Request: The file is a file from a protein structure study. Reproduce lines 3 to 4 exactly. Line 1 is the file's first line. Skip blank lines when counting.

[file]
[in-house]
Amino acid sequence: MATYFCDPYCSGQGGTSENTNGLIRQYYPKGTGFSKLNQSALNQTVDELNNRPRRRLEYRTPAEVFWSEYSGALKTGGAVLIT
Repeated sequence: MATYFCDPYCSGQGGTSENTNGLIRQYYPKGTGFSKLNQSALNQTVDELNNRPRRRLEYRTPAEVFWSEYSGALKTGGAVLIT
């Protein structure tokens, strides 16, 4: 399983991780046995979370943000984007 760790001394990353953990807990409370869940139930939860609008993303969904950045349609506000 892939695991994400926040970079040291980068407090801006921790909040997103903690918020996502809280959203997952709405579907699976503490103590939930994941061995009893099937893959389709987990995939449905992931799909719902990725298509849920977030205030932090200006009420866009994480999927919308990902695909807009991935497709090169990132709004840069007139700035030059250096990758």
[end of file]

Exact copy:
Repeated sequence: MATYFCDPYCSGQGGTSENTNGLIRQYYPKGTGFSKLNQSALNQTVDELNNRPRRRLEYRTPAEVFWSEYSGALKTGGAVLIT
């Protein structure tokens, strides 16, 4: 399983991780046995979370943000984007 760790001394990353953990807990409370869940139930939860609008993303969904950045349609506000 892939695991994400926040970079040291980068407090801006921790909040997103903690918020996502809280959203997952709405579907699976503490103590939930994941061995009893099937893959389709987990995939449905992931799909719902990725298509849920977030205030932090200006009420866009994480999927919308990902695909807009991935497709090169990132709004840069007139700035030059250096990758």